Over the next three school days, nurses armed with swabs will descend on an empty classroom in Thorncliffe Park to offer coronavirus tests to every student at the Toronto high-rise communitys elementary school.
The blitz is a proactive surveillance effort to find cases in a neighbourhood where more coronavirus tests are coming back positive than in any other pocket of the city, a sign that too few Thorncliffe residents are getting tested.
The school is a great window to the whole community, said Janine McCready, an infectious diseases physician at Michael Garron Hospital, one of the organizations conducting the testing.
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Offering testing to all students during the school day is believed to be a first for Toronto, and it comes as provincial governments in Ontario and elsewhere struggle to persuade people to get tested for COVID-19, especially in some of the neighbourhoods hurt most by the pandemic.
Canadas Chief Public Health Officer Theresa Tam has warned that the country might not be testing enough to combat the second wave.
Despite surging infections in every province west of the Maritimes, the average number of coronavirus tests reported daily in Canada has actually fallen from a high of about 89,000 in the second week of October to about 65,000 a day at the end of last week. The number of new cases reported daily across the country has more than doubled during that time.
In Ontario, where the provinces laboratory network almost always processes fewer tests than its capacity of about 50,000 a day, one challenge has become figuring out how to overcome testing hesitancy in communities such as Thorncliffe Park, a haven for new immigrants northeast of the citys downtown.
In some cases, especially in some newcomer populations, theres a fear of testing and a lack of trust in government, said Councillor Joe Cressy, chair of Torontos Board of Health. We hear things like, If I test positive will you take my kids away? If I test positive, will I be sent to an institution? Testing hesitancy, in part from mistrust, is real.
Thorncliffe Park has seen an explosion of new infections this fall. Nearly 300 residents have tested positive for the coronavirus since Oct. 1, double the 153 infections identified in the first six months of the pandemic, according to a Globe and Mail analysis of Toronto Public Health data.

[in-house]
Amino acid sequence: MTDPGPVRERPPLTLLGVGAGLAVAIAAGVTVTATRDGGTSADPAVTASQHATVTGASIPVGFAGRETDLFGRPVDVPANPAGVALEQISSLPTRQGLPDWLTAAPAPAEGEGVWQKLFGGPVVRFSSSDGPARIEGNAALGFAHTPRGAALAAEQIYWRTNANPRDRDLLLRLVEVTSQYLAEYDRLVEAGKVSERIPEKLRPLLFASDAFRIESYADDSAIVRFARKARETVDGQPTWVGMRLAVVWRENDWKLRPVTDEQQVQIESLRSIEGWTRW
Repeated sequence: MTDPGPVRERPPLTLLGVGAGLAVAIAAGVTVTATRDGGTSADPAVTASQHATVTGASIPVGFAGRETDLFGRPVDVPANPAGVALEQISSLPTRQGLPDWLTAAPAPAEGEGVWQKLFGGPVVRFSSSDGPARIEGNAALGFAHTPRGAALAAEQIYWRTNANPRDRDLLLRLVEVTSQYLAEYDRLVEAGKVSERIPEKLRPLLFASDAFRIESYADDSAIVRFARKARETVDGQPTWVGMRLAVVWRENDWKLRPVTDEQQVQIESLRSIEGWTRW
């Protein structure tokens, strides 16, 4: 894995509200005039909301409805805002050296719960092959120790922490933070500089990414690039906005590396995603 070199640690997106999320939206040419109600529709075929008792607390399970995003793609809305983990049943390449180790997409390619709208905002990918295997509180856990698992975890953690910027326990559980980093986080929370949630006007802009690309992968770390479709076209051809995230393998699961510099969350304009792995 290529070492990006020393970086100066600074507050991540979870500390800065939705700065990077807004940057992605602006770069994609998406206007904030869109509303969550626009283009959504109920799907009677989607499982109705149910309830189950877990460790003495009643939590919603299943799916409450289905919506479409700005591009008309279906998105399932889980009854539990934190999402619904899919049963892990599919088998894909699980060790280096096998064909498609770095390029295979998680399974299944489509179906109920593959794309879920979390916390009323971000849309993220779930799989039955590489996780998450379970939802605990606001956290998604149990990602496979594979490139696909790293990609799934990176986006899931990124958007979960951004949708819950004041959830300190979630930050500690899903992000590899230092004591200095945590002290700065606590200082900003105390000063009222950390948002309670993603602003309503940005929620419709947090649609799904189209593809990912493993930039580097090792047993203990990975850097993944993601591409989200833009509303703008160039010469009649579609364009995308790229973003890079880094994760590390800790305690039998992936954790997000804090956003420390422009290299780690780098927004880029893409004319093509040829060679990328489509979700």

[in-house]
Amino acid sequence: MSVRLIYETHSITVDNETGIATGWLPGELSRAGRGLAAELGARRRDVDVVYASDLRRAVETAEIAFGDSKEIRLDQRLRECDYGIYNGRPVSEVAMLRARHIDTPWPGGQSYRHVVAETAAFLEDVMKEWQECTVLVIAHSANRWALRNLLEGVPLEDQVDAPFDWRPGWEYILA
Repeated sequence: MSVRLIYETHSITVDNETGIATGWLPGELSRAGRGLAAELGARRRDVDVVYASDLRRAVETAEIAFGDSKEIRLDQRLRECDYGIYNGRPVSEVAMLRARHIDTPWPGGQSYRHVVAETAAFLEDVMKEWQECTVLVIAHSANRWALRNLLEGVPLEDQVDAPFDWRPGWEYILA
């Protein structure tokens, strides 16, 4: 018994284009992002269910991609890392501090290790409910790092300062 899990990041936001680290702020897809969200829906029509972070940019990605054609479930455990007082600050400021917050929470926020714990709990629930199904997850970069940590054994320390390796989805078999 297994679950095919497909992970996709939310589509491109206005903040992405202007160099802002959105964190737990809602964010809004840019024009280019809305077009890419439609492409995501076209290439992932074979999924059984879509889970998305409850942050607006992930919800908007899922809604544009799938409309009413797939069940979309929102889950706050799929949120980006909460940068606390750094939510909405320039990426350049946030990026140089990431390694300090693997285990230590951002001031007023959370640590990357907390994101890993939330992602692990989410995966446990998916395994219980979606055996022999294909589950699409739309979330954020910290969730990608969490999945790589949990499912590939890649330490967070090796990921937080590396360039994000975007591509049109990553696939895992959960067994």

Still, those figures almost certainly understate the true burden of COVID-19 in Thorncliffe Park. Just over 16 per cent of residents tests came back positive in the week leading up to Nov. 14, according to ICES, a non-profit Ontario research organization formerly known as the Institute for Clinical Evaluative Sciences.
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An ICES analysis of test positivity rates by the first half of a postal code found that Thorncliffes test-positivity rate was the highest in Toronto and fifth-highest in Ontario. The top four were in the city of Brampton.
To see the super-high percent positivity in some neighbourhoods was quite shocking, said Jeff Kwong, a senior scientist at ICES. Its not evenly distributed across Toronto or across Peel. It shows that there are these areas that are at much higher risk that deserve more attention.
Testing for COVID-19 at Thorncliffe Park Public School during the school day in a manner similar to school-wide lice or dental checks is an effort to bring that extra attention to a hard-hit neighbourhood.
Thorncliffe residents havent lacked for access to testing; the community has its own walk-in testing centre operated by East Toronto Health Partners, an Ontario Health Team that includes Michael Garron Hospital and a handful of community and doctors organizations.
Although the number of people swabbed at the site has increased gradually to an average of about 100 a day, it can still be a struggle to persuade people to come in, said Jen Quinlan, the CEO of Flemingdon Health Centre, one of the partners in operating the testing centre.
Some are confused about when to get tested, Ms. Quinlan said. Others fear that a positive test and the isolation period that follows it would jeopardize their often precarious, low-wage jobs.
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Dr. McCready said some Thorncliffe parents had asked for testing during the day at the elementary school, which is one of Canadas largest. A lot of them have actually said to me, Honestly, if you just tested [children] in the schools it would be better. It would be easier for me. I dont have to bring my four kids to an assessment centre and worry that someone is going to see me there and think I have COVID. ”
Dr. McCready said the testing blitz, which will see students tested using shallow nasal and mouth swabs, is not an outbreak investigation like some other, more limited efforts to test at or near Toronto schools.
Typically, Thorncliffe Park Public Schools enrolment is about 1,400. This year, about 650 students have chosen virtual school. It currently has two active cases and 15 that are considered resolved, according to Ryan Bird, a spokesman for the Toronto District School Board.
Theyve actually been doing very well with infection-control measures, Dr. McCready said.
With reports from Chen Wang and Danielle Webb
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